Fig. 5

MethyLight ddPCR analysis of methylation levels of the genes of interest in pre- and post-NAC tumor samples. The boxplots show the pre- and post-NAC methylation levels in the 24 tumor samples. The scatter plots show the inter-tumor variance and averaged intra-tumor variance of the pre- and post-NAC groups. a ALDH1L1; b HOPX; c WNT5A; d SOX9. **P < 0.01, ***P < 0.001

Discussion

Although as one of most well-studied cancer types, BRCA has been classified to distinct subtypes according to the different criteria for determining the treatment strategy [20], it is still not robust to predict prognosis or therapeutic response with either pathological or immunochemical characterization due to the heterogeneity of the disease. Recent large-scale genomic studies have shown that mutations in the epigenetic machinery and concomitant perturbation of epigenomic patterning are frequent events in BRCA [28]. The best-studied epigenetic modification is DNA methylation, hyper- or hypo-methylation of gene regulatory regions is associated with gene silence or activation. For example, methylation of the p16 tumor suppressor gene was a potential early biomarker for detection of BRCA [29]. Tumor DNA methylation has two levels of heterogeneity, one is inter-patient MH and the other one is intra-tumor MH. Currently, lots of studies were focusing on inter-tumor MH, and lots of data were generated by large-scale projects, such as TCGA. However, studies focusing on intra-tumor MH patients are very limited so far due to limitations of technologies and cost. It has been reported that intra-tumor MH is predictive to tumor progression in many types of tumors especially in lymphomas [30]. Nevertheless, the intra-tumor MH in BRCA and its potential impact on breast cancer progression and acquisition of drug resistance are less studied. Our study firstly addresses the intra-tumor MH in primary breast tumors in a genome-wide manner and in the context of NAC.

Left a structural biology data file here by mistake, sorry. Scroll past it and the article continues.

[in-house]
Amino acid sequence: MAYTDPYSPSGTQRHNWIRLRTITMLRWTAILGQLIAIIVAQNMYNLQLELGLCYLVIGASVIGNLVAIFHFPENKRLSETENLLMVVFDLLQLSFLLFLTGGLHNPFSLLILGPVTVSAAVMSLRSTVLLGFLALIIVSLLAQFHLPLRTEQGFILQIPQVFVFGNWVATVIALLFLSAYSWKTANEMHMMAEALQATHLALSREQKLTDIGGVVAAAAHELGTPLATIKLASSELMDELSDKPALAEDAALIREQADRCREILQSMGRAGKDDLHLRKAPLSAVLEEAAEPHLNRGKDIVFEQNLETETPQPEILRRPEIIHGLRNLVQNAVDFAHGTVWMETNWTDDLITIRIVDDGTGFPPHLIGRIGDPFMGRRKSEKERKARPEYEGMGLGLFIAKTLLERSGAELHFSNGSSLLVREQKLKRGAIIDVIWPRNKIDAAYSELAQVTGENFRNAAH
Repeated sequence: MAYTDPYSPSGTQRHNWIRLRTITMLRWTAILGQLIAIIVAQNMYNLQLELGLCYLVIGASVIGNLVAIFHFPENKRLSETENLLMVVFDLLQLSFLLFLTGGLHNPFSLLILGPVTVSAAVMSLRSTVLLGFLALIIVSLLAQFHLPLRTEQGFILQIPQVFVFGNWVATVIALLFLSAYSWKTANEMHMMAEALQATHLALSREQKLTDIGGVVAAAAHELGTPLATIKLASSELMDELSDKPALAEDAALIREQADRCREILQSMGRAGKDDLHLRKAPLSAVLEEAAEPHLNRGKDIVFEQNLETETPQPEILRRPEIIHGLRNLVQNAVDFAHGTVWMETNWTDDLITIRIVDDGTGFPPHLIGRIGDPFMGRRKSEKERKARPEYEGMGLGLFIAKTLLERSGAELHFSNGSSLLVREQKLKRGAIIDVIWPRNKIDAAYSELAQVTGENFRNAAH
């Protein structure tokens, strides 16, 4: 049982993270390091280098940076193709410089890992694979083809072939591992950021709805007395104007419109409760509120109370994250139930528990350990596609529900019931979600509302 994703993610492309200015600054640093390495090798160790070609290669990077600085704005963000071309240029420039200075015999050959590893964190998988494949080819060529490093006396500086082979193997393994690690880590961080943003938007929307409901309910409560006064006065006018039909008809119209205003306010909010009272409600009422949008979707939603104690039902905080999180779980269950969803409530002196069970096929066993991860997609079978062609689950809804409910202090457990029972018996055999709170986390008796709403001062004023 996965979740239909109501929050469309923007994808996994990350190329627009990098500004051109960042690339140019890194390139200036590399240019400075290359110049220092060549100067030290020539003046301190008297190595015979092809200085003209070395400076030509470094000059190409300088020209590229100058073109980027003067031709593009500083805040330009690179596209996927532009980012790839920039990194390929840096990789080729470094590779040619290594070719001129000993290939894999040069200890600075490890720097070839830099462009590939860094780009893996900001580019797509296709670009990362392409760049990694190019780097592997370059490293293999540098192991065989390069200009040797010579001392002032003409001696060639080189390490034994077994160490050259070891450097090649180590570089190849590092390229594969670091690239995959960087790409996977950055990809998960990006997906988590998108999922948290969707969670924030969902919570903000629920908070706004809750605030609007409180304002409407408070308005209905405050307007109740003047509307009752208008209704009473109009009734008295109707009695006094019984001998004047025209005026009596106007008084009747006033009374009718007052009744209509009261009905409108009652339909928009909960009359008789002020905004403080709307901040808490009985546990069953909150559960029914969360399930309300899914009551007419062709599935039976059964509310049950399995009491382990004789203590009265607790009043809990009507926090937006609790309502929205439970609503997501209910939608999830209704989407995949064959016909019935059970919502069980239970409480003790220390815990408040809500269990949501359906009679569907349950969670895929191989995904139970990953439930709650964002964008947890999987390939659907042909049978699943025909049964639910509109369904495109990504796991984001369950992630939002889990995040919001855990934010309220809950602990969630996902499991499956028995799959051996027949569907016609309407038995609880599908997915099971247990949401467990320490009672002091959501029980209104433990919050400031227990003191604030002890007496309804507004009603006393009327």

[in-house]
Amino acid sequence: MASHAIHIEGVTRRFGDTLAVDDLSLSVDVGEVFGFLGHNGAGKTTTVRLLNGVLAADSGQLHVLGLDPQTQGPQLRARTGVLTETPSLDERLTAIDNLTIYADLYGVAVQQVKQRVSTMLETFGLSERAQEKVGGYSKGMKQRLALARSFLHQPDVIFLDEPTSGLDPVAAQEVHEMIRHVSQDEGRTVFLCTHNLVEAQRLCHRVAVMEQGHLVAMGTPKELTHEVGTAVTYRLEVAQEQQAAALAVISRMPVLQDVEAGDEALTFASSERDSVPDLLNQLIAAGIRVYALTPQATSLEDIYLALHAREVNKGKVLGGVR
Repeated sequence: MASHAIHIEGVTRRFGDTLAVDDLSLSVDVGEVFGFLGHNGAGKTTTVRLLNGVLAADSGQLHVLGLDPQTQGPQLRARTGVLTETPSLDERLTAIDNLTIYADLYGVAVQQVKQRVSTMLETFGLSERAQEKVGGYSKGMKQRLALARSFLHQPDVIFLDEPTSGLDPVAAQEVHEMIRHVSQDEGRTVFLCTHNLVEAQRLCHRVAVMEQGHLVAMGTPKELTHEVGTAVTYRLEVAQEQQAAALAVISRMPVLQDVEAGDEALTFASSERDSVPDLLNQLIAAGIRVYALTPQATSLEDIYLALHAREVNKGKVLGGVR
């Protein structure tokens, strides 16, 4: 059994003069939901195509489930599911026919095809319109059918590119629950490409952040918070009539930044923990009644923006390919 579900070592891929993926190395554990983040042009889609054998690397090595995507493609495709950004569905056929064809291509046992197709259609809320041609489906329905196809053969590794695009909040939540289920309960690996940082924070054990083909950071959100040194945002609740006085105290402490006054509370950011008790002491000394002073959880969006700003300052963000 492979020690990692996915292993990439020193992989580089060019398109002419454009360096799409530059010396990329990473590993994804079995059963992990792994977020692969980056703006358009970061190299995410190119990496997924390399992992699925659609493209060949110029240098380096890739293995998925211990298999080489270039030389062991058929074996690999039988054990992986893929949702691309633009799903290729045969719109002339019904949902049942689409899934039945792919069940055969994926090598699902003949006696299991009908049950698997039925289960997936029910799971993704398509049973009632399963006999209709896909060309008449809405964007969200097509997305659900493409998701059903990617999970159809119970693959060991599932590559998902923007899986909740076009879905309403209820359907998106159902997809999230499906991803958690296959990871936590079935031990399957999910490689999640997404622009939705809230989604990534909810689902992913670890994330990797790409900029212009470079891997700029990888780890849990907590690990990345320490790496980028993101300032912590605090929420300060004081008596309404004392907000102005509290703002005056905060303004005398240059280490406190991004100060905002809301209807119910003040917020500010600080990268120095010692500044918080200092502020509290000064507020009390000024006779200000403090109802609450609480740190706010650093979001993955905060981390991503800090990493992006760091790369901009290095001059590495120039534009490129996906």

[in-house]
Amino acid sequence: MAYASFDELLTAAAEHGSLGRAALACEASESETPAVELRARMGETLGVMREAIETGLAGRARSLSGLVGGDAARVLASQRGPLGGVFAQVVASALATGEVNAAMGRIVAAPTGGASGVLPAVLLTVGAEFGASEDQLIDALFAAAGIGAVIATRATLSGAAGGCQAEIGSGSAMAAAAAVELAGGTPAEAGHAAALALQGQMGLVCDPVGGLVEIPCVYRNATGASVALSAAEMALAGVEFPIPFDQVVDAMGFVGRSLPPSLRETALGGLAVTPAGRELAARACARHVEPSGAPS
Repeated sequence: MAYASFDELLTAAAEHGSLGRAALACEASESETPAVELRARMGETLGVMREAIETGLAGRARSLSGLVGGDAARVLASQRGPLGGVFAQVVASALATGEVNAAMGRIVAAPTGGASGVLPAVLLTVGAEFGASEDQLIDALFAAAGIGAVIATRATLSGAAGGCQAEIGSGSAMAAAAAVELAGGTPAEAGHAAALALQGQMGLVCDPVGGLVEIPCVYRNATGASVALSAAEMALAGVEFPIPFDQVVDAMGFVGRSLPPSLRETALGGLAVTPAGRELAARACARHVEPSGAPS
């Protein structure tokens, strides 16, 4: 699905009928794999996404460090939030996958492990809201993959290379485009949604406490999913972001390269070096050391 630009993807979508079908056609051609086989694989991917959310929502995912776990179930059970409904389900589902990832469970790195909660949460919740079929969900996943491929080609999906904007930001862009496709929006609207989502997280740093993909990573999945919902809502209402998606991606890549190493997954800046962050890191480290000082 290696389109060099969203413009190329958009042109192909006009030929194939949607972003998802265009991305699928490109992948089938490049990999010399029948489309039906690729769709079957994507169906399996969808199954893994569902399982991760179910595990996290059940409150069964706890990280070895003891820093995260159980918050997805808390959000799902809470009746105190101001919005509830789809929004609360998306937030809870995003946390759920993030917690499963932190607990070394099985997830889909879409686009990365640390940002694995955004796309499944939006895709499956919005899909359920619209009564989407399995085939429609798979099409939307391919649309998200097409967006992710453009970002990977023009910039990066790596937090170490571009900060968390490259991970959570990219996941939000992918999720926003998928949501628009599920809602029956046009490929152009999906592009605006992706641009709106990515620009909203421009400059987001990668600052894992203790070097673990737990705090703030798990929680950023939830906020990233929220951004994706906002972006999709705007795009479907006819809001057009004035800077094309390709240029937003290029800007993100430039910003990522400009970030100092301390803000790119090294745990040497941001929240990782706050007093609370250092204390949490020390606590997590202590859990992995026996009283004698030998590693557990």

Our results indicated that primary BRCA tumors had great inter-tumor MH and different levels of intra-tumor MH. Hence, if we want to use methylation-based biomarkers to predict clinical outcomes, intra-tumor MH is one of the most important features to be considered. For heterogeneous patients, we need to evaluate different regions of the tumors and make predictions taking such variable information into consideration.